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Lincoln sat for this unique photograph—“stood” would actually be a more accurate description—sometime in the summer of 1860. It was taken during that year’s presidential campaign, when most of the candidate’s encounters with artists—painters, sculptors and photographers alike—were meticulously chronicled by the local press or the lucky image-makers themselves. Someone should have made a record of this pose, too: the first full-length photo ever taken of the 6-foot-4 “Long Abraham.” Yet after nearly 150 years, almost nothing is known about this breathtaking image.

It must have been a challenge to whoever took it. His studio head clamp, or “immobilizer,” was evidently not long enough to reach all the way to Lincoln’s neck. One can glimpse its iron legs sticking out from behind the subject’s knees; it has obviously been propped on a box. But there is no other clue to help historians assign it to one of the cameramen who posed Lincoln in Illinois: The background, tablecloth and other props—the scrolled document and the book Lincoln dwarfs with his large hand—do not show up in any previous or subsequent pose.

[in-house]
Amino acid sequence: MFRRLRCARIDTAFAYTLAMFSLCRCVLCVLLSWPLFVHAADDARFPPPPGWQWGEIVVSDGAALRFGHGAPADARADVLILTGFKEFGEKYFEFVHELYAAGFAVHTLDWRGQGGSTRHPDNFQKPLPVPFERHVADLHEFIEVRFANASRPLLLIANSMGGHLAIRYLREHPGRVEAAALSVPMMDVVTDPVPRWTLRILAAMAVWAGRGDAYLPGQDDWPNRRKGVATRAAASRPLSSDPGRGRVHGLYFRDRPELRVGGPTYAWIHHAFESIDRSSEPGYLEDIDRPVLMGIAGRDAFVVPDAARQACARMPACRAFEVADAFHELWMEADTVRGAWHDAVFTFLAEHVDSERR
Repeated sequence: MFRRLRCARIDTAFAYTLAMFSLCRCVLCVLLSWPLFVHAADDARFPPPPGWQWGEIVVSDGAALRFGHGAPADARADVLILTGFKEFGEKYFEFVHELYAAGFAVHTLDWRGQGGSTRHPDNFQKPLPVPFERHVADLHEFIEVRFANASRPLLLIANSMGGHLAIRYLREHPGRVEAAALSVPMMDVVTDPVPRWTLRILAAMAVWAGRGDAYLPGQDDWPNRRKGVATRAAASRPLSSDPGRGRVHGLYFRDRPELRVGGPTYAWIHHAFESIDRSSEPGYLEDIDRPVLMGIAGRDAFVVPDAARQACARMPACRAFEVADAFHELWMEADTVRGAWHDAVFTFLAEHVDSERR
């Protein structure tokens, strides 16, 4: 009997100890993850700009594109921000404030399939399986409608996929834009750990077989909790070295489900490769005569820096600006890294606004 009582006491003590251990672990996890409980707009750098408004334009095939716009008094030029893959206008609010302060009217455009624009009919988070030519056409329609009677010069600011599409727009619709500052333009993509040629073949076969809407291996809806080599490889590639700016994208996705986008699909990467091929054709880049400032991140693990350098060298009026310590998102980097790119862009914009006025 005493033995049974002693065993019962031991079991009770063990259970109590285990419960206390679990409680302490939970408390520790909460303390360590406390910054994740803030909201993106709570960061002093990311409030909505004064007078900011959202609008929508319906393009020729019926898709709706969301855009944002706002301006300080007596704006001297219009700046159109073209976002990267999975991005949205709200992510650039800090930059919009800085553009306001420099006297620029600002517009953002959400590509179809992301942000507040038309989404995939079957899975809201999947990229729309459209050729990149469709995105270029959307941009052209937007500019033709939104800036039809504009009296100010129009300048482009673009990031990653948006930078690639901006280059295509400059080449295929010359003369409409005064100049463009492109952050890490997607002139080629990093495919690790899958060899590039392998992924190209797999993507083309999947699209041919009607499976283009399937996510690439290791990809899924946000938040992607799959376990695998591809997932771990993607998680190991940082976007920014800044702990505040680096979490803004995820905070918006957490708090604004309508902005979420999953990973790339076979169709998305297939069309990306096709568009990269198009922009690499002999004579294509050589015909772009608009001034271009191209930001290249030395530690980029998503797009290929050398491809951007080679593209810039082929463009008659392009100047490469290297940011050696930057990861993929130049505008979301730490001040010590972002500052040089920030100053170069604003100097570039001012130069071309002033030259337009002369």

Pioneer Lincoln photo historian Lloyd Ostendorf offered a guess in 1963. Since a copy of the picture was found in the papers of sculptor Henry Kirke Brown in 1931, he reasoned that Brown had commissioned it as a model for a statue. But there is no evidence that Brown ever created a sculpture that looked like this picture, or knew Lincoln well enough to order a photograph.

On the other hand, sculptor Leonard Wells Volk had access to Lincoln, making his famous life mask in March 1860 and visiting him in Springfield in May that year. More important, his plaster statue The Emancipator, produced 10 years later, bears an uncanny resemblance to this pose. In it, Lincoln holds a scroll, leaning on one leg and staring slightly to the right. Its origins have long eluded us because Volk imposed a beard on his model.

We still cannot be sure who took this photo, but its debt to Volk can be discerned from yet another clue: the way Lincoln holds his hands. They seem to replicate almost exactly the grip he assumed when Volk made a cast of them the day after his nomination—as if the sculptor wanted one more model to help him shape Lincoln in clay.

The evidence seems clear: Whoever took this mys­terious image of Lincoln did so for Volk.